Students are still not to permitted to enter school buildings. Officials say this is a fluid situation and plans are subject to change.
On Friday, Governor Jim Justice closed West Virginia schools in reaction to the COVID-19 pandemic. Now, school districts across the state are working on plans for the immediate future.
Wood County Schools Superintendent Will Hosaflook says their top priority is taking care of kids, which is why they have already set up a meal plan for any students who rely on school lunches.
Starting Monday, students can show up at any Wood County School between 11 a.m. and 12:30 p.m. and pick up a brown bag lunch and breakfast for the next day. Hosaflook confirmed the food is free.
“Students will not be able to come in to school, but they will be able to pick up a grab and go right outside the school,” said Hosaflook.
The school district is now working on plans for continuing instruction. Wood County School teachers are still reporting to work each day, and Hosaflook says students could be receiving homework packets in the near future. Hosaflook says there are many possibilities for instruction outside of school.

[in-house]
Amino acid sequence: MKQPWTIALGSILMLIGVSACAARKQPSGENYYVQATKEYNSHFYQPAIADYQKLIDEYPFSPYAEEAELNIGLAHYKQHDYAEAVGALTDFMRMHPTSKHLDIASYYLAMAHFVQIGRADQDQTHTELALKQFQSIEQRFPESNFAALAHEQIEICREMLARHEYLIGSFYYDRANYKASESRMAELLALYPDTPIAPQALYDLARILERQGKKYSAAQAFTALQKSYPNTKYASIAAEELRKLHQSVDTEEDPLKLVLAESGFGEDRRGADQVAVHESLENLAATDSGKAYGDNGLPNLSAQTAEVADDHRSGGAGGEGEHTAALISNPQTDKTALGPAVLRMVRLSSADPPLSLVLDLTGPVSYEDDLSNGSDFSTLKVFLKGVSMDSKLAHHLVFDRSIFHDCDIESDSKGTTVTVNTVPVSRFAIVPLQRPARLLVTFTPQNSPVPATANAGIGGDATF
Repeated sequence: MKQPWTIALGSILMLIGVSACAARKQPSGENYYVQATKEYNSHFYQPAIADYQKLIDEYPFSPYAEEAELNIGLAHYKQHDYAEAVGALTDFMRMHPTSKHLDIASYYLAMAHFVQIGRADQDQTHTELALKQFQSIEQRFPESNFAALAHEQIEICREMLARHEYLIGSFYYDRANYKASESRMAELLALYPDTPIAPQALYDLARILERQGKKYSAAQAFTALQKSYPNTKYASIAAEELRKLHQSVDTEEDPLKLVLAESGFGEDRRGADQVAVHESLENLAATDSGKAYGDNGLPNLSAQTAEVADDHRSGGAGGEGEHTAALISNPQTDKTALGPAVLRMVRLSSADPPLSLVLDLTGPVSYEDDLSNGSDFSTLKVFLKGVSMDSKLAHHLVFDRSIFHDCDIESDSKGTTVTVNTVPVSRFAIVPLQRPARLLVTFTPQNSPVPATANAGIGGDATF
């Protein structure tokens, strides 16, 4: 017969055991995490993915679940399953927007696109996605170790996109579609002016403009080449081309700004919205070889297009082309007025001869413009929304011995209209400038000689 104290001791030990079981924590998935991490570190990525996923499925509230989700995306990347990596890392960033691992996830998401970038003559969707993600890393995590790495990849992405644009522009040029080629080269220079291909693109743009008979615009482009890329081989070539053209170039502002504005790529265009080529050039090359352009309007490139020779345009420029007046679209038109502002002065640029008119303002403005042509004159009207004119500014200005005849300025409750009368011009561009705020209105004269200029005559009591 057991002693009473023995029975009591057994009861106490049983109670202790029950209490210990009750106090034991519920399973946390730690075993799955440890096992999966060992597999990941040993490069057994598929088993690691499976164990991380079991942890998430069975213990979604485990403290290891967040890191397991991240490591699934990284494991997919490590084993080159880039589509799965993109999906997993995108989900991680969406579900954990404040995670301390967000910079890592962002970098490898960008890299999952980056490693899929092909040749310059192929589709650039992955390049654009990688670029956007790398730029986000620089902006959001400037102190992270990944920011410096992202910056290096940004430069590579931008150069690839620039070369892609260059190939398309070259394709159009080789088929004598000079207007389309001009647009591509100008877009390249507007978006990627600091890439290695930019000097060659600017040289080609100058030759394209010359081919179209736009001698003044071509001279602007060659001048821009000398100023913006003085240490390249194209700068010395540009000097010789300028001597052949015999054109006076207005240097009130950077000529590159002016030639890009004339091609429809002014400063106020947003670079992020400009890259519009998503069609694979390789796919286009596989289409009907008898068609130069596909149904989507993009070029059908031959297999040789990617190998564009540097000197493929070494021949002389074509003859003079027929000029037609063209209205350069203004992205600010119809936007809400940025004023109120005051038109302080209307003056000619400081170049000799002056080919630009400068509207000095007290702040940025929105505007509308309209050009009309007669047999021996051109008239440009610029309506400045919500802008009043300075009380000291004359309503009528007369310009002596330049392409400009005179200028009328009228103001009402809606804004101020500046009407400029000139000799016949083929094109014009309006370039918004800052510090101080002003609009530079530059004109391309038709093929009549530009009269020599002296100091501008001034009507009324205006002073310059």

“There are many different modalities of instruction. Whether it’s e-learning or whether Newsela and Curriculum Associates, they have sent us a lot of materials right now, so we can run them off for the students and the teachers make the packets and the packets are dispersed by bus drivers,” said Hosaflook.
Hosaflook says some central office staff will be reporting to work Sunday to continue planning for the coming weeks. So far, he says they’ve planned for two, but will go so far as to plan out several more weeks ahead.
“We’ll be discussing plans that if it could be more than one week to two weeks to three weeks to four weeks and we’ll make plans accordingly. At some point, we may have to utilize different systems of delivering food, delivering academic instruction, instructional supplies to students. We’re working on that and it should be—everything should be all right,” said Hosaflook.